CO2 and the formation of the Antarctic ice sheet


in Geek stuff, Science, The environment

Plant with pond scum

Research published in Nature explores the origins of the Antarctic ice sheet during the Oligocene transition, 33.5 to 34 million years ago. The formation of the sheet was apparently triggered by a drop in the atmospheric concentration of carbon dioxide (CO2) below a critical level. The researchers were able to estimate CO2 levels in this time period by examining boron isotope rations in fossils from Tanzania, an approach that was necessary since it is not possible to go so far back on the basis of data from ice core samples. The researchers estimate that the CO2 concentration during this transition period was about 760 parts per million (ppm). That is about twice the level of current atmospheric CO2 concentrations. If the world carries along on its current trajectory of greenhouse gas emissions, the atmospheric concentration of CO2 will be above 1000ppm by 2100.

The operation of the global climate is highly complex, with many significant inputs and internal feedbacks. The researchers specify that the ice sheet displays “a nonlinear response to climate forcing during melting.” Nonetheless, it is worrisome to think that we are on track to exceed the atmospheric CO2 concentration at which the Antarctic ice sheet started to form, and do so well before the end of this century. That being said, even if we do push the climate into a state where the serious or total melting of Antarctica becomes an inevitability, the process may take hundreds or thousands of years to occur. Such long-term impacts seriously complicate economical and ethical analysis of climate change.

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{ 4 comments… read them below or add one }

Sarah October 2, 2009 at 5:43 pm

It might just be that I’m having a stupid day, but this post wasn’t at all self-explanatory to me on the first (or even second) reading. I presume what you are saying is that a fall in CO2 concentrations to level x occurred, meaning a change in temperature at which point the Antarctic ice sheet started to form. The ice sheet presumably then contributed to feedback effects which further lowered temperatures via changes in albido etc. We are currently way below level x in CO2 concentrations, but the concern is that we will reach or exceed level x – at which point by inference the temperature will be too high for ice accumulation in Antarctica and we can be pretty sure the ice sheet will melt. What we don’t know from this research is how fast the ice sheet will recede in response to a given CO2 concentration. Correct?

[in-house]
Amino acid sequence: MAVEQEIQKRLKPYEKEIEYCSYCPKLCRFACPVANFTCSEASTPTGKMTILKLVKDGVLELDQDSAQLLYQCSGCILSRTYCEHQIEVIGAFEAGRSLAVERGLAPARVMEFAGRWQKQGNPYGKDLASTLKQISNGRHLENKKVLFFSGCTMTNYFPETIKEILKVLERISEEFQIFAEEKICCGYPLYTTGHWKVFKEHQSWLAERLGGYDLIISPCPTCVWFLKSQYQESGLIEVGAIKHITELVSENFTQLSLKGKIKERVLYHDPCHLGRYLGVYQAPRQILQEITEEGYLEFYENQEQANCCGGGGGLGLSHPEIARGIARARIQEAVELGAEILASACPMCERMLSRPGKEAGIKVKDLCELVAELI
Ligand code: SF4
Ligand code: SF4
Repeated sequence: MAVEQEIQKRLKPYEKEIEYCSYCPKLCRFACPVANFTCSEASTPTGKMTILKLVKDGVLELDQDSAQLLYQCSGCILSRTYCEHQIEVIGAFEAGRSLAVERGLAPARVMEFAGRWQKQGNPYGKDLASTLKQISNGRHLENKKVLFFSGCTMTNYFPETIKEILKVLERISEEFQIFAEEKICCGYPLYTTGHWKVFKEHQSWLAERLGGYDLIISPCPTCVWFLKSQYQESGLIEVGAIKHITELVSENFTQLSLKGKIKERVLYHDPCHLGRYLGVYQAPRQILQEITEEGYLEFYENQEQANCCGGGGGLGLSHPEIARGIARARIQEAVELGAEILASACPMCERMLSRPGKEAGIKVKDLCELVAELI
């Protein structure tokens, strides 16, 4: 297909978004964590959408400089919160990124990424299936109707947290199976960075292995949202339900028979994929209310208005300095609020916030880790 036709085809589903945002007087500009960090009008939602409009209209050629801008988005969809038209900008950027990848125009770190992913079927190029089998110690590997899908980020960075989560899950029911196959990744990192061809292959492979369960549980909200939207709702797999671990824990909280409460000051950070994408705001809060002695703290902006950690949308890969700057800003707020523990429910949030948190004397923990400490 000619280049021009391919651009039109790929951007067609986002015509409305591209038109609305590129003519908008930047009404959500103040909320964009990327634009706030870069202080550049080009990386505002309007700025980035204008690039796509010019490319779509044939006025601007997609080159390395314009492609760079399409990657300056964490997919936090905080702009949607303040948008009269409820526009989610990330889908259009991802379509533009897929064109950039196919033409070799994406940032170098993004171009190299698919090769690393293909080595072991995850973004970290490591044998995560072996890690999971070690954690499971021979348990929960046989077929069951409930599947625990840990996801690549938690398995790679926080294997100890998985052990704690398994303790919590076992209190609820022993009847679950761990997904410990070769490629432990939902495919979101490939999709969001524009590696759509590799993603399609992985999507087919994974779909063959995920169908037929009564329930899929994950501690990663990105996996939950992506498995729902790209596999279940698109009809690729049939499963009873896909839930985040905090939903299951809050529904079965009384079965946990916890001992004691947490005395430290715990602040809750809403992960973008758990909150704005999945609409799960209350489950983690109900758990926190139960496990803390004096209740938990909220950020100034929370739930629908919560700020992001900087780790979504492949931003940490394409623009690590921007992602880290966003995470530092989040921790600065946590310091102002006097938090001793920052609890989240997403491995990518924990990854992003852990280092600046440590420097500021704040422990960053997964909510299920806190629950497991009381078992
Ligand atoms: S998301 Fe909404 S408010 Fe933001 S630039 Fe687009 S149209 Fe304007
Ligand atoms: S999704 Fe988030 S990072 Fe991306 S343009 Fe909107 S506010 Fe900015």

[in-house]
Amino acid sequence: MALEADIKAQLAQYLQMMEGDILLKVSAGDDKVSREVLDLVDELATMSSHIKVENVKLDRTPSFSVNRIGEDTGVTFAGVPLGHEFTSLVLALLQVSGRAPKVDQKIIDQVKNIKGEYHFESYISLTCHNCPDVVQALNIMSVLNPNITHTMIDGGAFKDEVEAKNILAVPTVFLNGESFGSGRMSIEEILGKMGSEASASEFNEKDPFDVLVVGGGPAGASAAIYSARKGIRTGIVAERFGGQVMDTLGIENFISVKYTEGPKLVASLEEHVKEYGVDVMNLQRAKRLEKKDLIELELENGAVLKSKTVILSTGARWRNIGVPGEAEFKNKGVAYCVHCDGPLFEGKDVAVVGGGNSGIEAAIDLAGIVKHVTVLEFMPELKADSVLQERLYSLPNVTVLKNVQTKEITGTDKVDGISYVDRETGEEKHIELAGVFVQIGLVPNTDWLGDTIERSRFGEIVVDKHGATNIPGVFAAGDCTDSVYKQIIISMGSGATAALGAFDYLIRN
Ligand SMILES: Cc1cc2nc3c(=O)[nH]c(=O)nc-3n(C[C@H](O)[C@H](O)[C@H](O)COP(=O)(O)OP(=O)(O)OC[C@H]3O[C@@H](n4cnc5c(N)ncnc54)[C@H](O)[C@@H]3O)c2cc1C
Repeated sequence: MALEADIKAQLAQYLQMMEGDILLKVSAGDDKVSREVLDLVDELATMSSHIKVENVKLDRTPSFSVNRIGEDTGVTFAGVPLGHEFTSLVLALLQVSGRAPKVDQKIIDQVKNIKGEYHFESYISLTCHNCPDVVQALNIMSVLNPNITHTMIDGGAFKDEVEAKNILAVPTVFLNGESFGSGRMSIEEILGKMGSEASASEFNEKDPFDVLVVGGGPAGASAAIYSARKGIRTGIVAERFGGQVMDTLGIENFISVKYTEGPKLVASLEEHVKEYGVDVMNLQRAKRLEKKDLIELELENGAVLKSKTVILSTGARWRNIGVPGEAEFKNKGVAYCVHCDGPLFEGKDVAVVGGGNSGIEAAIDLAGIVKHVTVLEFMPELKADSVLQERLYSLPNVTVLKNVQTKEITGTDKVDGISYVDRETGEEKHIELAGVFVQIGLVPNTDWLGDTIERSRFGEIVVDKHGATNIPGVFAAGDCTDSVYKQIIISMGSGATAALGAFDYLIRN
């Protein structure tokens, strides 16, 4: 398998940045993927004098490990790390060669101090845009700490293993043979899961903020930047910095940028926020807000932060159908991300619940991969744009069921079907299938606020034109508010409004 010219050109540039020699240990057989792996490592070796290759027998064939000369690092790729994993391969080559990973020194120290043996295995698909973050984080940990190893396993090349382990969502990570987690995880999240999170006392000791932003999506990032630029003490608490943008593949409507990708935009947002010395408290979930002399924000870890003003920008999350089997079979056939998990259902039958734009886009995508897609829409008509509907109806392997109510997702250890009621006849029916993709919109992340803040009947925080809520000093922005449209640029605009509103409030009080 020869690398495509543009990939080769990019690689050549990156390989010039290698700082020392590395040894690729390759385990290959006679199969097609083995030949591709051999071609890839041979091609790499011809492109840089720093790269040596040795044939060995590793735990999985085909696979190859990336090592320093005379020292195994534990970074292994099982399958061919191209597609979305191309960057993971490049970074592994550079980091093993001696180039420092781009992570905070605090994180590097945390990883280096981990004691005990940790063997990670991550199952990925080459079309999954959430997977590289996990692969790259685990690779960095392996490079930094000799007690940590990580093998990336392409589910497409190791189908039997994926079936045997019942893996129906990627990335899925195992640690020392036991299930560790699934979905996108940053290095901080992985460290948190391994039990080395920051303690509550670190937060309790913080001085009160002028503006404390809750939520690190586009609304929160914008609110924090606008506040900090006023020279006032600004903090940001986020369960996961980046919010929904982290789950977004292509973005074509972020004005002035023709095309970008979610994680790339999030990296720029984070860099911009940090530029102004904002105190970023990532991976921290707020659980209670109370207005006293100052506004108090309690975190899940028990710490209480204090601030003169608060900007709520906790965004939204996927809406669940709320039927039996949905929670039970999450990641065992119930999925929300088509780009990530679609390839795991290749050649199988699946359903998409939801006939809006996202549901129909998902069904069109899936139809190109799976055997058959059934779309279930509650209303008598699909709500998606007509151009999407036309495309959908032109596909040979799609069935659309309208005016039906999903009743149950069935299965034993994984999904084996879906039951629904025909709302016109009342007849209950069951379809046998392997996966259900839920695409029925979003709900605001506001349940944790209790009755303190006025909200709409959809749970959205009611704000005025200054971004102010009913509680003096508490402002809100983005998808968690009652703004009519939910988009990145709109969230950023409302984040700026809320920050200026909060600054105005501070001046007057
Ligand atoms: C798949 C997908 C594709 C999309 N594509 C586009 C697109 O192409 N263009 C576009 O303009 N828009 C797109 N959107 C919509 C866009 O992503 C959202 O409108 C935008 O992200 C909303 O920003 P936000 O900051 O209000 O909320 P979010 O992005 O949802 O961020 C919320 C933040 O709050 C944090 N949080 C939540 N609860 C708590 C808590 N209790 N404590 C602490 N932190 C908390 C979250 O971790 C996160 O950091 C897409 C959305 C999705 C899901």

I am also unclear about this statement: “Nonetheless, it is worrisome to think that we are on track to exceed the atmospheric CO2 concentration at which the Antarctic ice sheet started to form”. Could you expand to say in layman’s terms why this is worrisome, how worrisome, and how this changes our existing understanding of climate change?

Milan October 2, 2009 at 5:50 pm

The study itself doesn’t stress the implications of the research for climate change mitigation planning.

Your summary is right: there was a period before the ice sheet when CO2 concentrations were above 760 ppm. When they were around that level, it started to form. As such, there is reason for thinking that there may be a threshold around there, when it comes to the existence of the Antarctic ice sheet.

Of course, conditions then were different in other ways. Various orbital characteristics were different and (perhaps quite importantly), the continents were arranged a bit differently. Because of that, we can’t say “go above 760 ppm and the Antarctic ice sheet is doomed.” That being said, there is some sense in worrying about whether 1000 ppm risks eventually melting the thing and raising sea level by tens of metres.

Milan February 3, 2010 at 10:55 am

This post is relevant here: Climate change: the solar hypothesis

It discusses the paleoclimatic record before and after Antarctic glaciation.

Peer reviewed science! July 14, 2011 at 10:35 pm

Chen, J. L., Wilson, C. R., Blankenship, D. and Tapley, B. D. 2009. Accelerated Antarctic ice loss from satellite gravity measurments. Nature Geoscience 2:859-862

New satellite data using gravity measurements indicate that ice sheet volume is currently declining over East Antarctica as well as West Antarctica. These results independently support similar conclusions of a previous study using radar data, but contradict earlier results that implied that the East Antarctic ice sheet was stable or slightly increasing in volume.

In 2008, researchers using satellite-based radar technology concluded that there has been a decline in ice volume of both the East Antarctica and West Antarctica ice sheets in recent years. Their results contradicted those from earlier studies that suggested that, while West Antarctica was losing ice, the East Antarctica ice sheet volume was stable or increasing slightly. In a recent issue of Nature Geoscience, researchers from the University of Texas report on new results that independently support the evidence from the radar data. These researchers employed a satellite based gravity measuring instrument to monitor the change in total ice mass over Antarctica since 2002. The results show that, between April 2002 and January 2009, West Antarctica experienced a net average annual loss of 132 billion tonnes of ice. However, East Antarctica also lost a net average of 57 billion tonnes of glacial ice per year, mostly from coastal regions. Most of the loss occurred after 2006. These results suggest that melting Antarctic ice sheets may be contributing more to global sea level rise than previously estimated.

Summary courtesy of Environment Canada

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